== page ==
You may choose to remove a mole for health, cosmetic or comfort-related reasons. Depending on the type and size of your blemish, you may be able to choose one of the following removal options:
1. Scalpel Excision (Removal)
The most basic type of mole removal is the scalpel excision that can be performed quite simply as an outpatient basis in a clinic office. Your medical professional will numb the area with an injection, clean the area to prevent infection and then use a scalpel to remove the blemish. The blemish may then be sent to a laboratory to check if it was irregular (in which case it will be tested for cancer).
Besides the blemish itself, she will also remove as much of the base as possible so that all of the colored skin is gone. She will mostly likely then complete the process with stitches, which require you to return in about a week for removal, or with a liquid stitch, which will dissolve on its own after a few days. If the base of the blemish is particularly small, as may be the case with skin tags, you may not even require stitches and instead will have to cover the small wound with a bandage to prevent infection as the skin heals itself.
If the mole is only slightly raised from the skin, your medical professional may choose to cauterize the blemish off of your skin instead of using a scalpel. First, she will numb and clean your skin and then she will use a burning tool to burn away the blemish and its base. This procedure does not require stitches, as the burned skin will heal over time (although it will likely leave a lighter mark than the rest of your skin).
3. Shaving (Biopsy)
If the blemish is raised from your skin, your medical professional may decide that a biopsy is all you need to remove the protruding part of the blemish (although some darker color of the base may remain on your skin). Your mole will be numbed and cleaned, and then your medical professional will use a scalpel to shave off the protruding portion. No stitches are usually necessary. This may be the extent of your treatment, or it may just be the first part if your medical professional wants to test for skin cancer before total mole removal.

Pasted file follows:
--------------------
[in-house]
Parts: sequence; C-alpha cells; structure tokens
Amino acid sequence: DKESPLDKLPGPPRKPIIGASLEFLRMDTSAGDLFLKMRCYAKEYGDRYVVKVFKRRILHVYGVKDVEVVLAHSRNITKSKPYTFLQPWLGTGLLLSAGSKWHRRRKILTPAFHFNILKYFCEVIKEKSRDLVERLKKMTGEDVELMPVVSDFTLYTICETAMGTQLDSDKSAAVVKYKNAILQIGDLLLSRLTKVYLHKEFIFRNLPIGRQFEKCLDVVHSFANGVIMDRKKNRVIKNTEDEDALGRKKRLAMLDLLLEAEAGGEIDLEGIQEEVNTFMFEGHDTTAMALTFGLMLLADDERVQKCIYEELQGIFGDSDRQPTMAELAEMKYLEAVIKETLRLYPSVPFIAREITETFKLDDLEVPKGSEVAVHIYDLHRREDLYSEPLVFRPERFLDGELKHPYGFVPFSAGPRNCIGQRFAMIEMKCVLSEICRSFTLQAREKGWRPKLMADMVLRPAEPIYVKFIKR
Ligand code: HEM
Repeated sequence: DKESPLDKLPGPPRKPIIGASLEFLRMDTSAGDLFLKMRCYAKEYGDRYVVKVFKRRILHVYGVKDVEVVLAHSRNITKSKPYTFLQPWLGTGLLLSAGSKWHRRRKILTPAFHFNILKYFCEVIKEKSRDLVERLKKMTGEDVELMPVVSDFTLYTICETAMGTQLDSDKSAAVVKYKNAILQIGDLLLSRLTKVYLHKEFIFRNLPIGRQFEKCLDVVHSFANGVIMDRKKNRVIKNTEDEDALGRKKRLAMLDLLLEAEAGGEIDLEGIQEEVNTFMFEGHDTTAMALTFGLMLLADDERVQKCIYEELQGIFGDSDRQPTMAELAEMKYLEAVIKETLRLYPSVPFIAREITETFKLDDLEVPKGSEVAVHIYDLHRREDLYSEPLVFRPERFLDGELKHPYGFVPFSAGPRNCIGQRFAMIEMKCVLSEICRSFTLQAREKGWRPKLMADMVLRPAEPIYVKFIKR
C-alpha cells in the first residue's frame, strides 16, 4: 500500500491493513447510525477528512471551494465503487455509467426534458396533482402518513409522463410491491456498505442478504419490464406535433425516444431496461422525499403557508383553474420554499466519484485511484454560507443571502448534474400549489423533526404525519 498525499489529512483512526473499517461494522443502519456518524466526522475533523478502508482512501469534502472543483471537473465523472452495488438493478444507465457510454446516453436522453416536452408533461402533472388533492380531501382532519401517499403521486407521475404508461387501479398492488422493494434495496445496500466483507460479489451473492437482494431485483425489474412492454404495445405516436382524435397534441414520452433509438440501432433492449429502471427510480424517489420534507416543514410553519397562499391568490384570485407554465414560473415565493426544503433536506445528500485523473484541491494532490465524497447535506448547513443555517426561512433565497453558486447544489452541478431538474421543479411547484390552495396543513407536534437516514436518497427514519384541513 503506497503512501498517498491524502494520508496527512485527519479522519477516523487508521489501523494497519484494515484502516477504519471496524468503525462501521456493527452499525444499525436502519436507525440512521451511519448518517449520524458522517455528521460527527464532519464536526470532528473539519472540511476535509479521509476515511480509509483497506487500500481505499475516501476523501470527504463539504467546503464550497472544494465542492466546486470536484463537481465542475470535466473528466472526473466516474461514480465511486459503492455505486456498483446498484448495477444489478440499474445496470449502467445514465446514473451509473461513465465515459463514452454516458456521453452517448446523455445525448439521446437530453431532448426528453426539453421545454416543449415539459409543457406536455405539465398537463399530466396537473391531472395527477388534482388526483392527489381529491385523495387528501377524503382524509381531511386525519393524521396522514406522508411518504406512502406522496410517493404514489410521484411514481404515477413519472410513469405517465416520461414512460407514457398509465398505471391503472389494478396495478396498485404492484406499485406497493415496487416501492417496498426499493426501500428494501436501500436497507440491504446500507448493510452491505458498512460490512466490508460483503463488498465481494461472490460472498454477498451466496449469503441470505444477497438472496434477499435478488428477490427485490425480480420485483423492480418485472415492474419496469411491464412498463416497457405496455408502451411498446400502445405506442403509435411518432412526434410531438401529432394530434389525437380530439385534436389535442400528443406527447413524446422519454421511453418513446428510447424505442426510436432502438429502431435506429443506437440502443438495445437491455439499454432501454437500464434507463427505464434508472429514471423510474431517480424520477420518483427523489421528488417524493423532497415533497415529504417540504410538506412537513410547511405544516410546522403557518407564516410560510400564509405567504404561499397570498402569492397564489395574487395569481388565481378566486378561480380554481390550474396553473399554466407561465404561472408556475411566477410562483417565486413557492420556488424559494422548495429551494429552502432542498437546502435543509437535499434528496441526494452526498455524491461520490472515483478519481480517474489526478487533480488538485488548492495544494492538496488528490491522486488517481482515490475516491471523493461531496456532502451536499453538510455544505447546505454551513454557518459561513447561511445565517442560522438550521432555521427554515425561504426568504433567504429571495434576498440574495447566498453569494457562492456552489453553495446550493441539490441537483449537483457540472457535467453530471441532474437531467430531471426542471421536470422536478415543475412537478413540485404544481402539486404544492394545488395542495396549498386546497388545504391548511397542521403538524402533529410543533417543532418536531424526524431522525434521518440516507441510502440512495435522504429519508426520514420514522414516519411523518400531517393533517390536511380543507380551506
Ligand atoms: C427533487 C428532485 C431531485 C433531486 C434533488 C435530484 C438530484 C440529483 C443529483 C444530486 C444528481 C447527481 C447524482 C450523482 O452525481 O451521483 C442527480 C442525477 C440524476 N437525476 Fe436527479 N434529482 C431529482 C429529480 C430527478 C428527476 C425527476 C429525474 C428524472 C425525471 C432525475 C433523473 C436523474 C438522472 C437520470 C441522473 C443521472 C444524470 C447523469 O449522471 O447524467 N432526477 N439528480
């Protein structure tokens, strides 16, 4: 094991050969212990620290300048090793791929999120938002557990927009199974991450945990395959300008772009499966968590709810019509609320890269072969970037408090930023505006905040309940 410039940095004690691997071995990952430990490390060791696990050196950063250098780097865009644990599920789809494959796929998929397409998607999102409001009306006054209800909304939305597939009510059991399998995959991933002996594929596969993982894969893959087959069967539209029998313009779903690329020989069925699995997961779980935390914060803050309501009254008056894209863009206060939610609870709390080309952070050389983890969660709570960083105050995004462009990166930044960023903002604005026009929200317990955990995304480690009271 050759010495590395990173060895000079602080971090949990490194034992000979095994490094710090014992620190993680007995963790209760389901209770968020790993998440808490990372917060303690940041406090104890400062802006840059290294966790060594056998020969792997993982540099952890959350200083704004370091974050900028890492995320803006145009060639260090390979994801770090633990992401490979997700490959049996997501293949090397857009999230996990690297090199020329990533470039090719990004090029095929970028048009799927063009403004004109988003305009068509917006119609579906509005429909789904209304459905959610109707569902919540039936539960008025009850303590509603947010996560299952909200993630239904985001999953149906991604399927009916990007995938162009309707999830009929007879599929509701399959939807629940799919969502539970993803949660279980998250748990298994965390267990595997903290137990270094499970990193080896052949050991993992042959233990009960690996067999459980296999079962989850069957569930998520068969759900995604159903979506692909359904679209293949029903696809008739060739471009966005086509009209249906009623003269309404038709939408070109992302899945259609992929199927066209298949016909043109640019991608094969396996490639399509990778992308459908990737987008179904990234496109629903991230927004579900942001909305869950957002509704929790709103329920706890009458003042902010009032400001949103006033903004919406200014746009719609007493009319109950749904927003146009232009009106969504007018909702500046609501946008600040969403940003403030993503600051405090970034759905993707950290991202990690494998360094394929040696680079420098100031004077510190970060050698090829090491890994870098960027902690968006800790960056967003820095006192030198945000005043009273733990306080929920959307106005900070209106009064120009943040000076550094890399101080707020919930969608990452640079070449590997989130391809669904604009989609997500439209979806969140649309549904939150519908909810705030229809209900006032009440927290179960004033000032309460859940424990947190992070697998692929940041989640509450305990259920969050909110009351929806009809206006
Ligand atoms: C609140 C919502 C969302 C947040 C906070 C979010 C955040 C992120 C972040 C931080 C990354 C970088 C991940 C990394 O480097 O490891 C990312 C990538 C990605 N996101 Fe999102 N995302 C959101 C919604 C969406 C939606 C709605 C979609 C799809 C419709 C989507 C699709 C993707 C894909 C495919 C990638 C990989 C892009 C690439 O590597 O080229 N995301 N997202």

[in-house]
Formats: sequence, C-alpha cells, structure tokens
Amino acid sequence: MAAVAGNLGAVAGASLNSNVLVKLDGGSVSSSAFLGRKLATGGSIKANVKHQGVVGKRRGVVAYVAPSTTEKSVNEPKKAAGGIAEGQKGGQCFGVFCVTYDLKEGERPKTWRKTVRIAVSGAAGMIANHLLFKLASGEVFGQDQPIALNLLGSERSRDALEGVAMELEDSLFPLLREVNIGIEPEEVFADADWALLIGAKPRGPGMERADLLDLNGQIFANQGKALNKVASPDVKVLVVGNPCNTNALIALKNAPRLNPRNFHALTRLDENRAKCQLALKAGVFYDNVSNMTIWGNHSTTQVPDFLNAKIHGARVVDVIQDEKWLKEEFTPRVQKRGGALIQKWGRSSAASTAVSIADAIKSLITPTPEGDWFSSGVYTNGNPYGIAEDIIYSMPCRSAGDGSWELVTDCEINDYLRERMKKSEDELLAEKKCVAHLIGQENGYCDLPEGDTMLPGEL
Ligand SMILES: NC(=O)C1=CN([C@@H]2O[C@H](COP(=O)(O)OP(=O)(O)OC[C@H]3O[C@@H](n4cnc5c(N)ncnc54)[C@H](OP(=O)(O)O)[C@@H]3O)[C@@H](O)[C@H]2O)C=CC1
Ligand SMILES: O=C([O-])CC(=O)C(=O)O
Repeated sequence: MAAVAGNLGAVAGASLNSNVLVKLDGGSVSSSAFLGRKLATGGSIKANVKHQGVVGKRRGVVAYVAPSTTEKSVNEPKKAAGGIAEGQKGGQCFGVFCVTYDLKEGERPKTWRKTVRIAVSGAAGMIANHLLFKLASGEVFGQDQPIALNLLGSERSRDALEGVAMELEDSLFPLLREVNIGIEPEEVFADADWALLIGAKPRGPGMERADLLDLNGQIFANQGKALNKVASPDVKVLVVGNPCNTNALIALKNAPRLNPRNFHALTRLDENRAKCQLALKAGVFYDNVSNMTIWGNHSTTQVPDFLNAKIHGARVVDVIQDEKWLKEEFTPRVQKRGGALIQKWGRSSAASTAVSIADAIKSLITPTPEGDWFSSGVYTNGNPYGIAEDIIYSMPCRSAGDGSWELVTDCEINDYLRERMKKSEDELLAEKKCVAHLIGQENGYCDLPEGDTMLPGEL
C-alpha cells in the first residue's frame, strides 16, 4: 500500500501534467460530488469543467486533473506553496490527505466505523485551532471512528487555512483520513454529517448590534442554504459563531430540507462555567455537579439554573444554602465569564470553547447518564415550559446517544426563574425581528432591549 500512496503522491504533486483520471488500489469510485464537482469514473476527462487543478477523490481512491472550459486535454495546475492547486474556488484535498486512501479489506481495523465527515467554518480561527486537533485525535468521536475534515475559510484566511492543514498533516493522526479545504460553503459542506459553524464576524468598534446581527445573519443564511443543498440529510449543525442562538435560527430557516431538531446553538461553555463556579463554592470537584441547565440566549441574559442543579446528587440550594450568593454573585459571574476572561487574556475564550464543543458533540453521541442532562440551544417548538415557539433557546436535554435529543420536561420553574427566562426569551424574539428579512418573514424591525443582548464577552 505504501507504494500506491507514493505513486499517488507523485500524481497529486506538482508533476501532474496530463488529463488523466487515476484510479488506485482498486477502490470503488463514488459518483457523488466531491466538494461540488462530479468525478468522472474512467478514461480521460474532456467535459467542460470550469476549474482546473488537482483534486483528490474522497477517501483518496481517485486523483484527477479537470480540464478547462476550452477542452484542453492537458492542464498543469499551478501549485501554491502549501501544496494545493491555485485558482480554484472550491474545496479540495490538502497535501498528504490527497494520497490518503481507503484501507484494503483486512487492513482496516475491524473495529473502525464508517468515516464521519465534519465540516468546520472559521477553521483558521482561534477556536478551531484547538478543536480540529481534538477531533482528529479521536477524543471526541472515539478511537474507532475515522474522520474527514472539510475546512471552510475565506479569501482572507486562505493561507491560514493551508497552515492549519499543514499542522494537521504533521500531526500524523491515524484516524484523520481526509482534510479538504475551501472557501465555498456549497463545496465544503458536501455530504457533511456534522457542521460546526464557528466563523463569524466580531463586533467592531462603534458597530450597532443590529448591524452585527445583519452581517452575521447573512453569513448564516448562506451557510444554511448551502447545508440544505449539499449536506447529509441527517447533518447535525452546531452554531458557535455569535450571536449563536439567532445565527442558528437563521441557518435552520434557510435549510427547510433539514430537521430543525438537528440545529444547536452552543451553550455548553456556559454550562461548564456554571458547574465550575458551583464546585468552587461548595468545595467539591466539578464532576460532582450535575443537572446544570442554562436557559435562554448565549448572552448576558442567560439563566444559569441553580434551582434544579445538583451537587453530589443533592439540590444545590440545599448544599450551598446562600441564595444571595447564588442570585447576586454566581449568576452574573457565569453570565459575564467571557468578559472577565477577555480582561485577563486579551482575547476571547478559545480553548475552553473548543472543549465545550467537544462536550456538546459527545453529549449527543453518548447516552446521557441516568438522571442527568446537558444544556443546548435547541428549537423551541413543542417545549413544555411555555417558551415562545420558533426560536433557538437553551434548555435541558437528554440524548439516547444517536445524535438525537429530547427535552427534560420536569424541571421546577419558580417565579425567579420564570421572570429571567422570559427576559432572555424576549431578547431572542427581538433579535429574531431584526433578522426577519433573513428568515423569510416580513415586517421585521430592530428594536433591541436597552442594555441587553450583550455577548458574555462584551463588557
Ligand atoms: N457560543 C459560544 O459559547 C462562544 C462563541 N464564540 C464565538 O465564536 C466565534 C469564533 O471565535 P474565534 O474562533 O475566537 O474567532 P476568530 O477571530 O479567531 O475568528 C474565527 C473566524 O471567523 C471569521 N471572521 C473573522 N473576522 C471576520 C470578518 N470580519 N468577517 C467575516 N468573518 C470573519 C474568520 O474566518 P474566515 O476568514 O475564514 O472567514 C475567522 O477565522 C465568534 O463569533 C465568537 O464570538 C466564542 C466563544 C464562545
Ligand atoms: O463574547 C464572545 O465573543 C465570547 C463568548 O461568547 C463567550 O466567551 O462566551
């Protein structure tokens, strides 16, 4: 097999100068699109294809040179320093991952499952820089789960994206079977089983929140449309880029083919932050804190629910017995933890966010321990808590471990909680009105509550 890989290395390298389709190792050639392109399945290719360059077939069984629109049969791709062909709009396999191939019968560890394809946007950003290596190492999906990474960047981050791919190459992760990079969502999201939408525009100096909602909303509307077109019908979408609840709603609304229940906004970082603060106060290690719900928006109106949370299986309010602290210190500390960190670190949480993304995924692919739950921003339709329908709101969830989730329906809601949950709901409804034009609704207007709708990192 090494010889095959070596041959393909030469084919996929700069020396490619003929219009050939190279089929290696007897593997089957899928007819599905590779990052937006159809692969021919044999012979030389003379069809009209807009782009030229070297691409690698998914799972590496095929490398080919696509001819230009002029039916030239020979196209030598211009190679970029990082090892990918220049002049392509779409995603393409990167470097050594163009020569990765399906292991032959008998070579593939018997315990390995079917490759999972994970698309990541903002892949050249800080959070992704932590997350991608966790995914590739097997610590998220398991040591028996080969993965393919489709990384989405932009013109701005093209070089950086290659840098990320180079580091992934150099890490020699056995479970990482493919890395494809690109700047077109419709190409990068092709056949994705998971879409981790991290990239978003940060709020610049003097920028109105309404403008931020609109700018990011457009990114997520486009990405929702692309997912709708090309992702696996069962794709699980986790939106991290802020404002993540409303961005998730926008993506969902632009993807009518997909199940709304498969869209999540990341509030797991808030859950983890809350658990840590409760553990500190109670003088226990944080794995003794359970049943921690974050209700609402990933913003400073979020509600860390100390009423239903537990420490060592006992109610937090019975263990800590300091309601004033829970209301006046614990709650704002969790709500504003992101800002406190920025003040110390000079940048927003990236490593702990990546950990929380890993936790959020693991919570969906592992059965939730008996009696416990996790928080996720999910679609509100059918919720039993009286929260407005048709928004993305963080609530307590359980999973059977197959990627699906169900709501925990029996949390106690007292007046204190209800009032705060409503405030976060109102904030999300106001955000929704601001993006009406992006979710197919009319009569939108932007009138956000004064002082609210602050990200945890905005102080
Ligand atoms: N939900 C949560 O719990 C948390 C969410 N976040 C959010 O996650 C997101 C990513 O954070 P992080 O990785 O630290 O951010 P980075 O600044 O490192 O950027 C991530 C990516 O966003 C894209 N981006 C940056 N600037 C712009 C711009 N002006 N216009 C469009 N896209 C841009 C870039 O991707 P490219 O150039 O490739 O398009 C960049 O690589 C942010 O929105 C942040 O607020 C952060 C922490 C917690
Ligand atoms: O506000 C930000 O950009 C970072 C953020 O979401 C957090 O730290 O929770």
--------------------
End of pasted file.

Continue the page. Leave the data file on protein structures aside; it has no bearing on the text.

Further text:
4. Laser Excision
Perhaps the least likely method to leave noticeable scarring is laser excision, which acts much like scalpel excision only a laser is used in place of a scalpel to remove the blemish and base. Lasers also decrease the chance of infection, as they make cleaner cuts. You will not need stitches with this method, as the laser will evaporate the colored cells of the blemish without cutting into the skin.
5. Home Treatment
While not always recommended, particularly not if your medical professional thinks the blemish is irregular and may indicate cancer, you can try to remove your blemish at home on your own with a specialized kit that may involve cleaning the area, scraping the blemish with a pumice stone and then applying an acidic cream so that the blemish will form a scab and fall off after 7 to 30 days. This is a slower, more painful process that may lead to infection and scarring, but it is generally cheaper.
Your dermatologist or cosmetic specialist will be able to examine your mole and best determine your eligibility for these removal options. Some physicians are even able to perform these basic outpatient procedures from their offices, but if your blemish is on your face or in another delicate area, you will likely have to see a specialist.